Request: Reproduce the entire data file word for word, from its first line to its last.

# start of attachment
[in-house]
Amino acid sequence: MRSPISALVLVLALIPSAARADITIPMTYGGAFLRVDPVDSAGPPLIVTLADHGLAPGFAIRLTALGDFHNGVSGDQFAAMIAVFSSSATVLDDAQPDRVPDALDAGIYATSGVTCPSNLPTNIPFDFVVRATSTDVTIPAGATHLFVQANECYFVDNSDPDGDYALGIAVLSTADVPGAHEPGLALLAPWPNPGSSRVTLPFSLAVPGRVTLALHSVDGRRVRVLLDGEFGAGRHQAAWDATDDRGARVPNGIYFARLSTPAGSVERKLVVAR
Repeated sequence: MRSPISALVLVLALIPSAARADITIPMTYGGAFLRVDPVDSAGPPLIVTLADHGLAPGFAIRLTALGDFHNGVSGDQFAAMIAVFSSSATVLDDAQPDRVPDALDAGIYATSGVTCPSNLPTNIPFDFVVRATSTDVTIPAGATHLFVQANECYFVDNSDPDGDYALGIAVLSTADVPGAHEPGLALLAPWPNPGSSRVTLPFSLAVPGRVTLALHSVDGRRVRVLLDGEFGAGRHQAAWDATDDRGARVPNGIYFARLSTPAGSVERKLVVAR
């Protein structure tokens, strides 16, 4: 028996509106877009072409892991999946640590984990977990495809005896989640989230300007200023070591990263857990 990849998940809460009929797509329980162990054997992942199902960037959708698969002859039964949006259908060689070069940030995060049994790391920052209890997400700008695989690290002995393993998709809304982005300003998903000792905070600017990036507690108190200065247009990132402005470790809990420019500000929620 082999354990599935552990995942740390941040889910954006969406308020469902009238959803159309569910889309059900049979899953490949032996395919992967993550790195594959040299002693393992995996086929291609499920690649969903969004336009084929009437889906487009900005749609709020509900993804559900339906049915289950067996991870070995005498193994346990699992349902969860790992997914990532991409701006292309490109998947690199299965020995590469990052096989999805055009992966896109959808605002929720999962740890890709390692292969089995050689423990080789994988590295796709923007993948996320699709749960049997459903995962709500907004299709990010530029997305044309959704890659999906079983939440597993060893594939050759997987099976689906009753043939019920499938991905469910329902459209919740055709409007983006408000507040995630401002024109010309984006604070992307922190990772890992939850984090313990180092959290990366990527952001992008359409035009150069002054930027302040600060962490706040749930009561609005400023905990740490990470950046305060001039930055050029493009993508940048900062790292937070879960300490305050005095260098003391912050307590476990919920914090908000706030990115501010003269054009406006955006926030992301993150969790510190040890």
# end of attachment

[in-house]
Amino acid sequence: MRSPISALVLVLALIPSAARADITIPMTYGGAFLRVDPVDSAGPPLIVTLADHGLAPGFAIRLTALGDFHNGVSGDQFAAMIAVFSSSATVLDDAQPDRVPDALDAGIYATSGVTCPSNLPTNIPFDFVVRATSTDVTIPAGATHLFVQANECYFVDNSDPDGDYALGIAVLSTADVPGAHEPGLALLAPWPNPGSSRVTLPFSLAVPGRVTLALHSVDGRRVRVLLDGEFGAGRHQAAWDATDDRGARVPNGIYFARLSTPAGSVERKLVVAR
Repeated sequence: MRSPISALVLVLALIPSAARADITIPMTYGGAFLRVDPVDSAGPPLIVTLADHGLAPGFAIRLTALGDFHNGVSGDQFAAMIAVFSSSATVLDDAQPDRVPDALDAGIYATSGVTCPSNLPTNIPFDFVVRATSTDVTIPAGATHLFVQANECYFVDNSDPDGDYALGIAVLSTADVPGAHEPGLALLAPWPNPGSSRVTLPFSLAVPGRVTLALHSVDGRRVRVLLDGEFGAGRHQAAWDATDDRGARVPNGIYFARLSTPAGSVERKLVVAR
């Protein structure tokens, strides 16, 4: 028996509106877009072409892991999946640590984990977990495809005896989640989230300007200023070591990263857990 990849998940809460009929797509329980162990054997992942199902960037959708698969002859039964949006259908060689070069940030995060049994790391920052209890997400700008695989690290002995393993998709809304982005300003998903000792905070600017990036507690108190200065247009990132402005470790809990420019500000929620 082999354990599935552990995942740390941040889910954006969406308020469902009238959803159309569910889309059900049979899953490949032996395919992967993550790195594959040299002693393992995996086929291609499920690649969903969004336009084929009437889906487009900005749609709020509900993804559900339906049915289950067996991870070995005498193994346990699992349902969860790992997914990532991409701006292309490109998947690199299965020995590469990052096989999805055009992966896109959808605002929720999962740890890709390692292969089995050689423990080789994988590295796709923007993948996320699709749960049997459903995962709500907004299709990010530029997305044309959704890659999906079983939440597993060893594939050759997987099976689906009753043939019920499938991905469910329902459209919740055709409007983006408000507040995630401002024109010309984006604070992307922190990772890992939850984090313990180092959290990366990527952001992008359409035009150069002054930027302040600060962490706040749930009561609005400023905990740490990470950046305060001039930055050029493009993508940048900062790292937070879960300490305050005095260098003391912050307590476990919920914090908000706030990115501010003269054009406006955006926030992301993150969790510190040890």